• Journey says:

    Paying less is not always more. I have a few instances where I was kind of low on money and went for a cheaper hair stylist. This was terrible to cheap with. This girl ended up cutting off way more hair and it just didn’t look right. I know hair grows back but when you are interviewing for jobs in a tight market, you do not want an asymmetrical hairdo.

  • Thicken My Wallet says:

    You end up getting what you paid for in life.

    Everything comes down to value. Are you getting good value for what you are paying for. You can pay next to nothing but if derive no value from it, why buy it in the first place?

  • Sandy says:

    My husband ran a business and he always paid more tips at certain restaurants. I never understood why until I went with him to a dinner with his biggest client and the restaurant managed to come up with a cheese plate for us (the client wanted it) and the restaurant doesn’t even sell cheese.

    I was very impressed and I was convinced that the extra tips we paid over the years helped in that regard.

  • Charlie@PayLessForFood.com says:

    I agree with you totally. As consumers we are frequently blinded by our search for the lowest price. Sometimes it pays to pay more for a better quality product that will last longer, saving you more money in the long run.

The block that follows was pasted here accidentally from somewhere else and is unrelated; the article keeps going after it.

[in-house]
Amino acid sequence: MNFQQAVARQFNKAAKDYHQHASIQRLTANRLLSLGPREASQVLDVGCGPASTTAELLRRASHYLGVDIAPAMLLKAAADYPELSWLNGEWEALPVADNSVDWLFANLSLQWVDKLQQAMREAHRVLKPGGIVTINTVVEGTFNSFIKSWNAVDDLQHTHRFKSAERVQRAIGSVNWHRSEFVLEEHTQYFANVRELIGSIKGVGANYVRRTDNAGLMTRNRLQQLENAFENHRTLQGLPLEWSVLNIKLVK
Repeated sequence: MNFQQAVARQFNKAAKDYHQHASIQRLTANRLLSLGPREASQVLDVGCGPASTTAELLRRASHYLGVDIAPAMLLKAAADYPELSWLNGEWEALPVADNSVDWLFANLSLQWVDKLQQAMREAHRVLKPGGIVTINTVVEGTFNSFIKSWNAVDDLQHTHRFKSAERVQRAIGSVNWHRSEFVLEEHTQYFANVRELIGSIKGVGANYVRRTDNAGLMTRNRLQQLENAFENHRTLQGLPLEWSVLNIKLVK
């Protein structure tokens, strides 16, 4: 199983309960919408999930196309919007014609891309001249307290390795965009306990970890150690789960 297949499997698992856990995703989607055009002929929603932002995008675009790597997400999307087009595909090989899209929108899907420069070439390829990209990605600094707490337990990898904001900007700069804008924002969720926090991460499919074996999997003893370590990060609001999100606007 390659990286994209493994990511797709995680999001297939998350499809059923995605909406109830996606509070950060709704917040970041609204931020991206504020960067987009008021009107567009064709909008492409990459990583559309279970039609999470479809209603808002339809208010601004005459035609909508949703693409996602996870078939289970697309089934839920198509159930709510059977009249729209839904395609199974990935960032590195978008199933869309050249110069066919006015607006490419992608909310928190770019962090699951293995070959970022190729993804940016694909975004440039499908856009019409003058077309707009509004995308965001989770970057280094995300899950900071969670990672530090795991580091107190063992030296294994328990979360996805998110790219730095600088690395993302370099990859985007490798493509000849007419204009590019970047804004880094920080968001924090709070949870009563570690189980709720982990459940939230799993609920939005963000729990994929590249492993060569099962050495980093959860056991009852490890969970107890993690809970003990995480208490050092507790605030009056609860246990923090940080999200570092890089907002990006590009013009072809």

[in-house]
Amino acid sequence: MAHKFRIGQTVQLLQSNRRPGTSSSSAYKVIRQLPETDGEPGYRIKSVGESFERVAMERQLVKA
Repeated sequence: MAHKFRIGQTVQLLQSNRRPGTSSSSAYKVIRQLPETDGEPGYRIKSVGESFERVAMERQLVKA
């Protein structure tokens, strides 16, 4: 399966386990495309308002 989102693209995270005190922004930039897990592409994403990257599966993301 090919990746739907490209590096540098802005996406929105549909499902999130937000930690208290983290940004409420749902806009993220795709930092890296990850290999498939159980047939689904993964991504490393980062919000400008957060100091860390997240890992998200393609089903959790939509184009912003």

As a college and graduate student I would always try to purchase the cheapest dress shoes that looked half way decent. Unfortunately the shoes would wear out in a year or two. That’s when I decided to start paying more for quality. More expensive shoes but that lasted for years on end.

    Also many companies have caught on to our affinity for the cheapest price so they’ll advertise a low price but add on all sorts of fees and charges that you find out about right before you make your purchase.

    Cheap health club membership, then you find out about the steep initiation fee and intake fee. Cheap advertised internet broadband service until they tell you about the equipment fee, installation fee, etc.

    So when searching for the lowest price you now have to make sure you understand and compare the total price of your purchase.

    • MoneyNing says:

      The add on fees are really a killer. Another tactic that are commonly used is the “loss leader” concept where they advertise a very low priced item to get you into the store because most people end up buying other “stuff” once they are in there browsing. I see that from online stores to retailers to car dealerships so it must be working.

      • Charlie@PayLessForFood.com says:

        I agree with you totally on the “loss leaders”. This is especially true with supermarkets.

        Studies indicate that between 40% to 50% of all of our supermarket purchases are impulse purchases. They sucker us in with the loss leaders and then make their money as we fill our carts with impulse buys.